Those of you who follow our Instagram or FB pages will know that the Balcony Garden at Up On The Rooftop is home to two Australian Native Bee hives of the species Tetragonula Carbonaria. Such sweet and gentle little creatures that are stingless, that quietly go about their days foraging nectar and pollen from the garden and surrounding native plants.
Bees, including honey bees, native bees and solitary bees pollinate plants. (Pollination is where insects move pollen from one plant to another, fertilising the plants so that they can produce fruit, vegetables, seeds and so on).
There are over 2000 species of Native Bees in Australia which are important pollinators of our magnificent fauna and they are showing great potential as specialist pollinators of crops such as macadamias and lychees! Some live in colonies (much like European bee colonies) and some are solitary such as the beautiful Blue Banded, Leafcutter and Carpenter Bees.
If all the bees became extinct, it would destroy the delicate balance of the Earth’s ecosystem and affect global food supplies. There are other diverse pollinators too such as butterflies and other small insects that actually do much of the work of pollination apart from bees. With about 40% of the world's insects in decline what can we do in our urban gardens to help keep these numbers up by providing safe havens and food sources?
Commercial honey bees are not native and were introduced to Australia in c18th principally for their honey production capabilities, and so this continues today. Honey bees can produce up to 45kg of honey a year compared to a native bee hive in Queensland (optimum conditions exist up there) which might produce 1 Litre. Native bees have co-evolved with native plants for millions of years in Australia. There is a huge range of native plants that rely on native bees for pollination. The introduced honeybee is not able to pollinate these plants.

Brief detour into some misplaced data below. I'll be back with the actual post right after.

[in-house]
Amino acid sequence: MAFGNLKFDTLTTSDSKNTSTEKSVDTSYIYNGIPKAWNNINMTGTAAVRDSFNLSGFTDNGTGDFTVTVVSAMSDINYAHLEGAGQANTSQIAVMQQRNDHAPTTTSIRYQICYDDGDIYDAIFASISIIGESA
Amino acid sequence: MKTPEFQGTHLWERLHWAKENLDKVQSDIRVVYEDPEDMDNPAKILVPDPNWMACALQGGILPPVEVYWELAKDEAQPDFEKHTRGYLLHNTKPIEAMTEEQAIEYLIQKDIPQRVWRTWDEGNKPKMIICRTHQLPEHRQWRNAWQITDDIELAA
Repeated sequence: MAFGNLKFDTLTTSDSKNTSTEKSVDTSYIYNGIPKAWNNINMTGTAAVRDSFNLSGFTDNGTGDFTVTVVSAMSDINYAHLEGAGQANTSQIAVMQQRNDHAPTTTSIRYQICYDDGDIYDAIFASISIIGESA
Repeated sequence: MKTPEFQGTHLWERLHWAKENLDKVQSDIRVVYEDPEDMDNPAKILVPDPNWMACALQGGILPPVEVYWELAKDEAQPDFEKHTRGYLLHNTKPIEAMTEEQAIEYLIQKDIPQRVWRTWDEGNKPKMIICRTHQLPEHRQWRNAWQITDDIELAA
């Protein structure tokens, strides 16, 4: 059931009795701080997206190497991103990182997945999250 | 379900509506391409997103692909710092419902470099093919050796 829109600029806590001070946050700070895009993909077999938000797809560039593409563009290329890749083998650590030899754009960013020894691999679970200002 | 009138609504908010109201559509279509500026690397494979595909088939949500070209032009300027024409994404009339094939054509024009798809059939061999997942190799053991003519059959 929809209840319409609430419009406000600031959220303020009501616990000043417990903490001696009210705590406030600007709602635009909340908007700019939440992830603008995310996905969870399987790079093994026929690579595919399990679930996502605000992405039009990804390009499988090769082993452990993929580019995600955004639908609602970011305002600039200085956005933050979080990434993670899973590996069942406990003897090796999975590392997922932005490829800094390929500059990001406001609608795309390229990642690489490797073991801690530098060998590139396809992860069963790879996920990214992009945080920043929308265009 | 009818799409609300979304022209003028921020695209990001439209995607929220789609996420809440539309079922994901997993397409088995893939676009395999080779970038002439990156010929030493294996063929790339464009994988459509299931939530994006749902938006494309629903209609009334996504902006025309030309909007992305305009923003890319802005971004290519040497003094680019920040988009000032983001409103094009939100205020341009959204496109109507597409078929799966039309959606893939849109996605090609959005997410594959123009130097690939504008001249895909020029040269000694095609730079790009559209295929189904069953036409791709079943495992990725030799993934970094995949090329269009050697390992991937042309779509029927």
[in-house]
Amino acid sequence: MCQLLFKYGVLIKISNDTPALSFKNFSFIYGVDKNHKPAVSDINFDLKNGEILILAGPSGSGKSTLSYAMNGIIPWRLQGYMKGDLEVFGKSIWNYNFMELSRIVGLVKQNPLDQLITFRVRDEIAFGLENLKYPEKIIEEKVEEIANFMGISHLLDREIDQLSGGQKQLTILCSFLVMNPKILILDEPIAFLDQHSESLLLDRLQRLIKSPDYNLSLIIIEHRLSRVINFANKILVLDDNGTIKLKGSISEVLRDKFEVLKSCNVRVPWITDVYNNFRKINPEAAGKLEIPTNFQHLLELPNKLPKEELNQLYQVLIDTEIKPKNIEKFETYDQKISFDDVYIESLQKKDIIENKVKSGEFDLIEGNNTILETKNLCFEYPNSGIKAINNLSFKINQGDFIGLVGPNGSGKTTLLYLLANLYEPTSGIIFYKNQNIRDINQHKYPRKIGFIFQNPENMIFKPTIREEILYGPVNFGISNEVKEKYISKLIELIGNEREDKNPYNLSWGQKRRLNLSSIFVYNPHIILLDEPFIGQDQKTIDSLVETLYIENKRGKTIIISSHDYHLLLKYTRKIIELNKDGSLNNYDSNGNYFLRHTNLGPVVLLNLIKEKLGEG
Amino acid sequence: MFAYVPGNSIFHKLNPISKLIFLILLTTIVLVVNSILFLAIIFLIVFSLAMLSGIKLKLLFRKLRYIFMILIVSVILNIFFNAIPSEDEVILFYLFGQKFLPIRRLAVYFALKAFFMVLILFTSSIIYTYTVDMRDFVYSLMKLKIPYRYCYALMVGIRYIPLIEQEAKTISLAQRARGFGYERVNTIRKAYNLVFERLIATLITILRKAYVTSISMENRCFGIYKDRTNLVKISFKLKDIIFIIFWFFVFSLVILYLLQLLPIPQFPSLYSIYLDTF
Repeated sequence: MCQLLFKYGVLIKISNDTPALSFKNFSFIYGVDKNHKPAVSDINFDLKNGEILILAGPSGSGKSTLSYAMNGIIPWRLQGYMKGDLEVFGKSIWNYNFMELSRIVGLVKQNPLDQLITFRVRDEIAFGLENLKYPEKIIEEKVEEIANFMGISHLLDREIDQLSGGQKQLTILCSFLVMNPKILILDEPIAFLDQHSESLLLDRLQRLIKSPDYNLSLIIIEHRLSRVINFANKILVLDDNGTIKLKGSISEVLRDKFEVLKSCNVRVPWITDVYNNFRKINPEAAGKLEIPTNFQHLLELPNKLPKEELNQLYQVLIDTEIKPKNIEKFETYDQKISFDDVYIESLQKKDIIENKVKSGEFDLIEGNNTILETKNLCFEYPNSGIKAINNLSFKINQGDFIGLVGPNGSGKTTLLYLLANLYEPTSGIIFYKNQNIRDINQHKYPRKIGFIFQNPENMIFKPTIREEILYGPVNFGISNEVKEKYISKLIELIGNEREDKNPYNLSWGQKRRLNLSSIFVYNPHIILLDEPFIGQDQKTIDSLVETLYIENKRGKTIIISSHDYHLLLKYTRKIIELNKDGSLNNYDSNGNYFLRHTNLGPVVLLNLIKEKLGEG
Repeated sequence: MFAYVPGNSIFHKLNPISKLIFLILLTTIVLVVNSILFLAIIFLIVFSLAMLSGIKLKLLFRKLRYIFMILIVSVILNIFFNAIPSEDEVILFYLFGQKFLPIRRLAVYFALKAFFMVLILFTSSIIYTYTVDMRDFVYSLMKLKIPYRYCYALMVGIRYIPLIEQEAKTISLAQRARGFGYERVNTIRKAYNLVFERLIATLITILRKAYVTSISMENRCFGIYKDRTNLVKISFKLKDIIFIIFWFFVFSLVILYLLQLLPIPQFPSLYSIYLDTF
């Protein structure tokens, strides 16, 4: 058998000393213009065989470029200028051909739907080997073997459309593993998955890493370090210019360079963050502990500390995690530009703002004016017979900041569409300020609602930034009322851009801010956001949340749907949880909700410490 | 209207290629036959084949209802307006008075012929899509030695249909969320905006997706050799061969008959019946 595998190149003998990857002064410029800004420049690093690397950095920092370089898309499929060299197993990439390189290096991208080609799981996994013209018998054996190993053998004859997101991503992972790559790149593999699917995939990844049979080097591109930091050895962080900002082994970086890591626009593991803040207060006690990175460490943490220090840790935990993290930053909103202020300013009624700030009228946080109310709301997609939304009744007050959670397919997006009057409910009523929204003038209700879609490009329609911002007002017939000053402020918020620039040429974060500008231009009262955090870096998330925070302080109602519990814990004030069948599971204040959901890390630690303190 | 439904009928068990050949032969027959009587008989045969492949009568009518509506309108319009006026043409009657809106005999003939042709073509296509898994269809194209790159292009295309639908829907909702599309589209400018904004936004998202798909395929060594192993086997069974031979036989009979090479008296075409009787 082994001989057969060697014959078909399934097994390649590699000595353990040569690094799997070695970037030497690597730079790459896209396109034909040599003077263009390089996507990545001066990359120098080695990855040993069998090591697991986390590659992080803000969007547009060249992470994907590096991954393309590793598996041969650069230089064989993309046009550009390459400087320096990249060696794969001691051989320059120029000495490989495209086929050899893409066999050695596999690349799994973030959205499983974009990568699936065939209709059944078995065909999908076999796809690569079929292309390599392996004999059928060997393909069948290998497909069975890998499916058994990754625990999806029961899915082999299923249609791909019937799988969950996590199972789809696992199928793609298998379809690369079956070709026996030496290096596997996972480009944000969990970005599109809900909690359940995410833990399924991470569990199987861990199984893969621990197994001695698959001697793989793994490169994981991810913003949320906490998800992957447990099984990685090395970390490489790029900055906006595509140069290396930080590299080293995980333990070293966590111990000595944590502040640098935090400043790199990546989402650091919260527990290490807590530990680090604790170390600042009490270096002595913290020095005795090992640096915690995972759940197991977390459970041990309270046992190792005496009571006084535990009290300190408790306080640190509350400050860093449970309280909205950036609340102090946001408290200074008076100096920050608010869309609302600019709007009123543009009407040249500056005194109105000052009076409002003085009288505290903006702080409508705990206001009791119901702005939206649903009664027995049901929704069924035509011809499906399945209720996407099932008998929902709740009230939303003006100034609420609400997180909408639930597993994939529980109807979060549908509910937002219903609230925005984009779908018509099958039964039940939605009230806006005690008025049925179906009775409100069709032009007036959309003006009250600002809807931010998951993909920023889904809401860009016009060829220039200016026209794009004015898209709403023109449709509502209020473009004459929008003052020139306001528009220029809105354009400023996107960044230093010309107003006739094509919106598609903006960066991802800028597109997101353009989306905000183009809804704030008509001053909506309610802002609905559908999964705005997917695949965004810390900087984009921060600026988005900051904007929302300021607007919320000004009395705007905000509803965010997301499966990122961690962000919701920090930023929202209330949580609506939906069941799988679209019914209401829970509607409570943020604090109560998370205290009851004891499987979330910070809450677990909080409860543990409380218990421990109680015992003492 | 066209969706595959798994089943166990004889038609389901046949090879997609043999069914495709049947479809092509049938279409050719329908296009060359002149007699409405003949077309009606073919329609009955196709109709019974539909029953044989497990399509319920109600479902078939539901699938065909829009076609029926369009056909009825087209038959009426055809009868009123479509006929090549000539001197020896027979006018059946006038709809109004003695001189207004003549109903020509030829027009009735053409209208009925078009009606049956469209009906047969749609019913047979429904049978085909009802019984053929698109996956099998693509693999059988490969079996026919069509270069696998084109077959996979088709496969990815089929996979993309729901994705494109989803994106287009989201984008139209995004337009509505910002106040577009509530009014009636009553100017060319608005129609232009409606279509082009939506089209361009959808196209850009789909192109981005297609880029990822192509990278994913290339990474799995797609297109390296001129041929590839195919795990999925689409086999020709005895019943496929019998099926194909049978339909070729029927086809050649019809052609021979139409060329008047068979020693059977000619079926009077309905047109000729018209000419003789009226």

If more people raise Australian Native Stingless bees in urban settings, there will be more hives and there will be more urban bees.
Unfortunately, not all of the Australian continent is suitable for keeping stingless bees. These bees occur naturally in Australia’s warmer and wetter parts, and hive sellers will usually insist that they be kept and cared for in these areas. Google will provide you with a number of resources and Aussie bee keepers who can help you become a custodian and set up your native bee hive. A great place to start for comprehensive information about NAtive Bee keeping is with Dr Tim Heard of Sugarbag Bees
If you would like to read more about providing your local Australian Native Bees with a home away from home, take a read of another Blog on my site The Balcony Meadow - B&B Highway Rest Stop (only a short read) and consider providing a rest stop for our urban bees.
Judy Friedlander from the UTS Institute for Sustainable Futures-
Autumn has arrived and thoughts on the Balcony are turning to planning the Autumn Winter garden. Many would-be gardeners don't realise that living in a certain place actually determines the type of garden you will have and the plants that you will grow. Focussing on what plants grow best where you live wil help you create a healthy and productive container garden.
A common myth is that plants will grow larger if potted in a larger pot, like a buying a pair of school shoes at the start of the school year for a child. This seems logical, but actually most houseplants prefer a snugger fit. Here is a guide to selecting the Root pouch bag size for your plant.